TUCoPS :: Privacy :: priv_615.txt

Privacy Digest 6.15 11/01/97

The following document is from the PRIVACY Forum Archive at 
Vortex Technology, Woodland Hills, California, U.S.A.

For direct web access to the PRIVACY Forum and PRIVACY Forum Radio,
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PRIVACY Forum Digest      Saturday, 1 November 1997      Volume 06 : Issue 15

            Moderated by Lauren Weinstein (lauren@vortex.com)         
              Vortex Technology, Woodland Hills, CA, U.S.A.

                       ===== PRIVACY FORUM =====              

                 The PRIVACY Forum is supported in part by
                    the ACM (Association for Computing)     
	         Committee on Computers and Public Policy,      
          "internetMCI" (a service of the Data Services Division         
                  of MCI Telecommunications Corporation), 
	  	  Cisco Systems, Inc., and Telos Systems.
                                 - - -
             These organizations do not operate or control the     
          PRIVACY Forum in any manner, and their support does not
           imply agreement on their part with nor responsibility   
        for any materials posted on or related to the PRIVACY Forum.

	Update on the SPAM Battle (Lauren Weinstein; PRIVACY Forum Moderator)
	Information "Potatoes" (Lauren Weinstein; PRIVACY Forum Moderator)
	Prisoners with access to personal information (Jonathan G. Stotzer)
	Privacy in patients records (Charles MacLean)
	IE 4.0: bright spots and shadows (Peter Langston)
	S/MIME Crack?  Beware press bearing incomplete stories (Bruce Schneier)
	New Privacy Book by Beth Givens (Robert Gellman)
	Press Release: Junger v. Daley (Peter D. Junger)
	Monitoring of e-mail unlawful (Keith Parkins)
	Towards A European Framework for Digital Signatures And Encryption
	   (Keith Parkins)
	House Panel Questions FBI Implementation of Wiretap Law (Monty Solomon)
	Clinton Medical Privacy Recommendations Undercut State Protections,
           ACLU Says (Monty Solomon)
	The Electronic Privacy Papers: A new book by Schneier/Banisar
	   (Bruce Schneier)
	Europe spikes spooks' e-mail eavesdrop bid [by Duncan Campbell]
           (Dave Farber)

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   Quote for the day:

	"Would you like to know more?"

		-- "Federal Network" promotional slogan
		   "Starship Troopers" (TriStar/Touchstone; 1997)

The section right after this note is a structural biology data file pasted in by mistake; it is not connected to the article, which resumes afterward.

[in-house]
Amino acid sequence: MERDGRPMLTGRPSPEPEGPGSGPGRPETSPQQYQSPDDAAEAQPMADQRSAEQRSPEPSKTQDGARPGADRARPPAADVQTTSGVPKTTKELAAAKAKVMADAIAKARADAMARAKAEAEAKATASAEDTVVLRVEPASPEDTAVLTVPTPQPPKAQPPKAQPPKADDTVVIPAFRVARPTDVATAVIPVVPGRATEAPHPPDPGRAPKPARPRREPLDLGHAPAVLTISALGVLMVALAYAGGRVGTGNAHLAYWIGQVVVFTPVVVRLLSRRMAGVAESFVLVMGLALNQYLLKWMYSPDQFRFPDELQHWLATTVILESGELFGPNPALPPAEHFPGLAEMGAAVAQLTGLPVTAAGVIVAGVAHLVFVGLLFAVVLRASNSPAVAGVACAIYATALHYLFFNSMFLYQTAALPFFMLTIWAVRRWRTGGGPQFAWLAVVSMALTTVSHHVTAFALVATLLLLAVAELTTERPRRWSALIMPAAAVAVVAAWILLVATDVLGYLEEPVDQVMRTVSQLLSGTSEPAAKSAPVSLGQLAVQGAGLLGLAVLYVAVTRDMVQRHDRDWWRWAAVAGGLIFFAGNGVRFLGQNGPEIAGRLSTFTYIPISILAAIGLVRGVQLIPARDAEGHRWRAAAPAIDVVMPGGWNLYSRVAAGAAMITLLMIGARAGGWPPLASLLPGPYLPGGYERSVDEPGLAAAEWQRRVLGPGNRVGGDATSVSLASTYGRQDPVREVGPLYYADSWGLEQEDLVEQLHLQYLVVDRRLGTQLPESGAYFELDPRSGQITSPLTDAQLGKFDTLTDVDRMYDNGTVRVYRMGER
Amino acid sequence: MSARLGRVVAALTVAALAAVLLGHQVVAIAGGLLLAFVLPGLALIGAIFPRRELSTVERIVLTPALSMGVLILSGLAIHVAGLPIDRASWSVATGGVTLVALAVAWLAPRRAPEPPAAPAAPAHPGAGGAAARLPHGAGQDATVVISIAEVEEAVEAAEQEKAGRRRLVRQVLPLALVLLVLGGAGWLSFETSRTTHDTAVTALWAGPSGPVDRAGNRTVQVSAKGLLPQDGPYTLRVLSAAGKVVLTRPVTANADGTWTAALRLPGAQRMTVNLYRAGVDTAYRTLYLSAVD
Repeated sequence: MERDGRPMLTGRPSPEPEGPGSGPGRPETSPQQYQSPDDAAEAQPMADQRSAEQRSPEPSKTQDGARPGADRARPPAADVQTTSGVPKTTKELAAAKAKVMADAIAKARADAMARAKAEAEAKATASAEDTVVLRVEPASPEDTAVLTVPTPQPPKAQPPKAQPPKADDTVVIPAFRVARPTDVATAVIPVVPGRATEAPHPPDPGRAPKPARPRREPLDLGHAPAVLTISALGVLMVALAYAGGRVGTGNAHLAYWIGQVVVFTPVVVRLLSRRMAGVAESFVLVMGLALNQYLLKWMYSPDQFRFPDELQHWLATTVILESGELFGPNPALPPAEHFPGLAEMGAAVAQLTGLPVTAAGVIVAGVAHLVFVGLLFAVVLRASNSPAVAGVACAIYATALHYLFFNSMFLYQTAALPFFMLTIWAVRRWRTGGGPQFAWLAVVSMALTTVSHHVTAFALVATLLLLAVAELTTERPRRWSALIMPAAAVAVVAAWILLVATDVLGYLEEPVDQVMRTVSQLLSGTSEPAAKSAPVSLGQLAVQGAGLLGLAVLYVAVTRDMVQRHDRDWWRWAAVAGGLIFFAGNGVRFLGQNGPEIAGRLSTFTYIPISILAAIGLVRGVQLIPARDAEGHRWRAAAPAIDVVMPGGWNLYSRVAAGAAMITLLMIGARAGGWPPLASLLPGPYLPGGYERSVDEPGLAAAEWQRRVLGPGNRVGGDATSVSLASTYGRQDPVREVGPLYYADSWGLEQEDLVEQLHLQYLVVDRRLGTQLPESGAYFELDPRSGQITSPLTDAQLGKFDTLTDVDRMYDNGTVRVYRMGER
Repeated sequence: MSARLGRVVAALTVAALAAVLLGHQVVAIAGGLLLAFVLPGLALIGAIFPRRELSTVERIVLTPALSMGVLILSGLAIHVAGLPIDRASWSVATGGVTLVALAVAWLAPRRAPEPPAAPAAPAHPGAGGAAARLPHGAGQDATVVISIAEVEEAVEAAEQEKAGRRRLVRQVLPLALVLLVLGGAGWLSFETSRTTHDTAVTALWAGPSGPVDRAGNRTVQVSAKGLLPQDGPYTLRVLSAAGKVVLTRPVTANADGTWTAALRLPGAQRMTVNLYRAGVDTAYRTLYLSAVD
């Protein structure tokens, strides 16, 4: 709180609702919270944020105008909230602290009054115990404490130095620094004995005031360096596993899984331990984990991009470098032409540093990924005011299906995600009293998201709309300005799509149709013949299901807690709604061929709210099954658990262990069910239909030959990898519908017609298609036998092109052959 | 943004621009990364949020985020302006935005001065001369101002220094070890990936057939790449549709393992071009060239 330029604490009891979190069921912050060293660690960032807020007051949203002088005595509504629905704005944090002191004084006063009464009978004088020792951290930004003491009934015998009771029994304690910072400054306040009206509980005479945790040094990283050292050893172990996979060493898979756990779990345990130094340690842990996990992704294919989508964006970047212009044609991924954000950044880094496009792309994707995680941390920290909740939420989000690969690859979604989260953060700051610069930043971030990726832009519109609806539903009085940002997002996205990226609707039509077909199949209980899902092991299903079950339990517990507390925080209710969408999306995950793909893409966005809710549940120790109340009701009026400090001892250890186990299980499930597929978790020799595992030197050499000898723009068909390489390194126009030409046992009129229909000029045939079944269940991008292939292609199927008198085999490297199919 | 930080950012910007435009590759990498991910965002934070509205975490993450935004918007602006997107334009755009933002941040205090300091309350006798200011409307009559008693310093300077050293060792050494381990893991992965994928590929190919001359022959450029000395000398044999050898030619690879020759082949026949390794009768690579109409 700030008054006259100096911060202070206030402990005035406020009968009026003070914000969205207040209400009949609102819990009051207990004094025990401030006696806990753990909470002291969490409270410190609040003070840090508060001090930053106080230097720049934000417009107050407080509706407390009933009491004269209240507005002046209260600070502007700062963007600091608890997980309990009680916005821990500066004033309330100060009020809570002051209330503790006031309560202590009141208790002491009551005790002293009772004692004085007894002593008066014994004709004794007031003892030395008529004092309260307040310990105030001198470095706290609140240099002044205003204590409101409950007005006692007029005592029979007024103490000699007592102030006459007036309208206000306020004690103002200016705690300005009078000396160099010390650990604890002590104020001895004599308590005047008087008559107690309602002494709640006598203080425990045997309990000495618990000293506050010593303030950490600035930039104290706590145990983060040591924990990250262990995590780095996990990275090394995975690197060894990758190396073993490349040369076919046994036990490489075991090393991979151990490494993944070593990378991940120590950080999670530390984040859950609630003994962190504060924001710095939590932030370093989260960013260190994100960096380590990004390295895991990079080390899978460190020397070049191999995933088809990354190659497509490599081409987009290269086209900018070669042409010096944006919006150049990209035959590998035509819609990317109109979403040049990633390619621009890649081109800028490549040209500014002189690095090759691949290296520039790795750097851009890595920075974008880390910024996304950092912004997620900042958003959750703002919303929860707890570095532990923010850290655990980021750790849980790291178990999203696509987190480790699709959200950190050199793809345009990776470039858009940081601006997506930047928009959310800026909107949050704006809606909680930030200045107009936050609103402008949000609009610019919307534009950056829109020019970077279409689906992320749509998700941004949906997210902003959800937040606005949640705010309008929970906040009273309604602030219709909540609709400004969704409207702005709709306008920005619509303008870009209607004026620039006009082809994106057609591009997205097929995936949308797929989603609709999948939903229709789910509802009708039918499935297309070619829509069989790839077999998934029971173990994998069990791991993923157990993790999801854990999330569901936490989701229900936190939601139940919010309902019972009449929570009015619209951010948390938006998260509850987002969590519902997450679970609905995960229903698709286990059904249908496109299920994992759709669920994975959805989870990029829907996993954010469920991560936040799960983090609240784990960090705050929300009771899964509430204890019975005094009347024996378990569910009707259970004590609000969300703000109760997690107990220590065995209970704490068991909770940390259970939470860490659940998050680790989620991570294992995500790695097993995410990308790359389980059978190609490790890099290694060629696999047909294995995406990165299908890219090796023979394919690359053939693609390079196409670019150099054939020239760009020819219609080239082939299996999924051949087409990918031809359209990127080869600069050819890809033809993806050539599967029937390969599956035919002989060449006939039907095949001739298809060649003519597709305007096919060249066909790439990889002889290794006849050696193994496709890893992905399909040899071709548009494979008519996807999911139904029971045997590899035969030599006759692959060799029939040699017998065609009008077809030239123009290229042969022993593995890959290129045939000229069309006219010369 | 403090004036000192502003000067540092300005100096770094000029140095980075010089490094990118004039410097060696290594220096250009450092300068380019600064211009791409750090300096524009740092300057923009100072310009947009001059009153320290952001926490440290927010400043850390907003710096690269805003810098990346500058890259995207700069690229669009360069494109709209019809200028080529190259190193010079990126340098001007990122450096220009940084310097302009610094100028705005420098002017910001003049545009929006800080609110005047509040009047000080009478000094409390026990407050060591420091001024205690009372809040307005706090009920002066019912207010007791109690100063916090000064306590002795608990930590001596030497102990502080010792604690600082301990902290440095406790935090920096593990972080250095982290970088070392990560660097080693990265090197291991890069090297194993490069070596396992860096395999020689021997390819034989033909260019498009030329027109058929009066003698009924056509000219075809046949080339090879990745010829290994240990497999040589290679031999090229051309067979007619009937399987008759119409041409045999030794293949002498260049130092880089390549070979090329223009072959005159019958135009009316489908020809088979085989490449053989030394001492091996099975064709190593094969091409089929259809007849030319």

Date:    Sat, 1 Nov 97 11:38 PST
From:    lauren@vortex.com (Lauren Weinstein; PRIVACY Forum Moderator)
Subject: Update on the SPAM Battle

Greetings.  This is a brief update on the battle against SPAM here at the
PRIVACY Forum.  I'm sorry to report that the problem appears to be growing
by leaps and bounds, and the block filter tables here against spam-oriented
sites, domains, and networks expand at a rapid pace.

I have a standard, polite message that I send out to postmasters in response
to spam, to which I always append the entire received original spam, complete
with all its headers to aid in tracing.  I also point out the problems of
third-party SMTP abuse and the need to control such activities.  At least
half the time, I usually get polite responses back, sometimes with requests
for more info about means for blocking spam at their sites.

But an unfortunate development is the distressingly ignorant attitude of an
increasing number of postmasters when it is pointed out that their sites are
being abused for third-party spamming.  I have this image of kindergarten
children with laptops, operating out of sandboxes, when I see the infantile
responses that sometimes arrive.  These are often rude, threatening, and in
general remarkable for persons dealing with the public about such important

Interestingly, the most offensive messages sometimes come from large
organizations--one of the worst I've received recently was from the
postmaster of a *major* nationally-known food company.  Do the public
relations representatives for these firms have any idea how much damage such
an attitude can cause?  Apparently not--but I suspect they'll learn the hard
way eventually.

In any case, I've become increasingly willing to add entries to the already
lengthy block lists here, and the amount of time spent dealing with this
garbage is rising very rapidly.  

The existence of what might be termed some "low-life" postmasters must bring
joy to the hearts of the spammers, and is yet another point calling into
question the feasibility of controlling this mess without legislation and
technical measures that might end up bordering on the draconian.  Not a
pretty picture.

Moderator, PRIVACY Forum


Date:    Mon, 27 Oct 97 18:51 PST
From:    lauren@vortex.com (Lauren Weinstein; PRIVACY Forum Moderator)
Subject: Information "Potatoes"

Greetings.  A recurring theme here in the PRIVACY Forum is that many of the
privacy-related problems we see are basically artifacts of the legal vacuum
that exists when it comes to individuals having rights over their personal
information once it is in the hands of other entities.  In essence, personal
data is usually considered to be just another commodity to be bought, sold,
and in many cases handled haphazardly at best, just like sacks of potatoes.

In the absence of significant national policies and legislation, the
"free-for-all" when it comes to personal data can only be expected to

The following two messages point out particular aspects of the general
problem.  The first deals with personal data collected by the "captive"
worker force of prison labor.  The second concerns personal medical data in
the hands of private transcription and processing persons and firms. 

"Happy" reading.

Moderator, PRIVACY Forum


Date:    Fri, 24 Oct 1997 15:09:54 -0700
From:    "Jonathan G. Stotzer" <JON@FRIENDLYNET.COM>
Subject: Prisoners with access to personal information

On October 22, 1997 the ABC News Magazine "Primetime Live" featured a 
piece on the use of prison inmates by government agencies and private 
businesses to contact private citizens by mail and phone solicitations, 
and to gather and handle personal information of citizens, all without